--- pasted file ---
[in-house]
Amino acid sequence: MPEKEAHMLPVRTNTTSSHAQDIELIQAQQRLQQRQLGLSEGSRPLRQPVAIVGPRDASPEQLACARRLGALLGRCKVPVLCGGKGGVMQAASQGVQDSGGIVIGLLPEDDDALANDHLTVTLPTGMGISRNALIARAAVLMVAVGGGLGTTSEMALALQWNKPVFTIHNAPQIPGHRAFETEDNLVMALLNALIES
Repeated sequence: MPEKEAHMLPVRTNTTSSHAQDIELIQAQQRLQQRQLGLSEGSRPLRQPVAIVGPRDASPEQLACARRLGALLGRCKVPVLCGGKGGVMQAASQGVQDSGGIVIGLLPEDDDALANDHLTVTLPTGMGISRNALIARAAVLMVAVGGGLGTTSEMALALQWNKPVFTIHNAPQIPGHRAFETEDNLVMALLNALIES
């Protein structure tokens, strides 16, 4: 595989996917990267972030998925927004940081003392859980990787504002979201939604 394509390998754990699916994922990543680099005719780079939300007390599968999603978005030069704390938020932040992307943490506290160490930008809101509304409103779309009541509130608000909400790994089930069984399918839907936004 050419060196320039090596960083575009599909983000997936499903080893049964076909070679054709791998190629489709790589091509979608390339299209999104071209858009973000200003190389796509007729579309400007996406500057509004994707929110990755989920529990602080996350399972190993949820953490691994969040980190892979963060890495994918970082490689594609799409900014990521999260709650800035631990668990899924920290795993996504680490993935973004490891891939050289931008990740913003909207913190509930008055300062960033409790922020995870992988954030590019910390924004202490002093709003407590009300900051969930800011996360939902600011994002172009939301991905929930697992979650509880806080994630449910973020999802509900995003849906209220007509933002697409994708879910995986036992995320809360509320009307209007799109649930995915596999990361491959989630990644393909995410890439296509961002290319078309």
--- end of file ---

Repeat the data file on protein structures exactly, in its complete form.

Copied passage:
[in-house]
Amino acid sequence: MPEKEAHMLPVRTNTTSSHAQDIELIQAQQRLQQRQLGLSEGSRPLRQPVAIVGPRDASPEQLACARRLGALLGRCKVPVLCGGKGGVMQAASQGVQDSGGIVIGLLPEDDDALANDHLTVTLPTGMGISRNALIARAAVLMVAVGGGLGTTSEMALALQWNKPVFTIHNAPQIPGHRAFETEDNLVMALLNALIES
Repeated sequence: MPEKEAHMLPVRTNTTSSHAQDIELIQAQQRLQQRQLGLSEGSRPLRQPVAIVGPRDASPEQLACARRLGALLGRCKVPVLCGGKGGVMQAASQGVQDSGGIVIGLLPEDDDALANDHLTVTLPTGMGISRNALIARAAVLMVAVGGGLGTTSEMALALQWNKPVFTIHNAPQIPGHRAFETEDNLVMALLNALIES
């Protein structure tokens, strides 16, 4: 595989996917990267972030998925927004940081003392859980990787504002979201939604 394509390998754990699916994922990543680099005719780079939300007390599968999603978005030069704390938020932040992307943490506290160490930008809101509304409103779309009541509130608000909400790994089930069984399918839907936004 050419060196320039090596960083575009599909983000997936499903080893049964076909070679054709791998190629489709790589091509979608390339299209999104071209858009973000200003190389796509007729579309400007996406500057509004994707929110990755989920529990602080996350399972190993949820953490691994969040980190892979963060890495994918970082490689594609799409900014990521999260709650800035631990668990899924920290795993996504680490993935973004490891891939050289931008990740913003909207913190509930008055300062960033409790922020995870992988954030590019910390924004202490002093709003407590009300900051969930800011996360939902600011994002172009939301991905929930697992979650509880806080994630449910973020999802509900995003849906209220007509933002697409994708879910995986036992995320809360509320009307209007799109649930995915596999990361491959989630990644393909995410890439296509961002290319078309």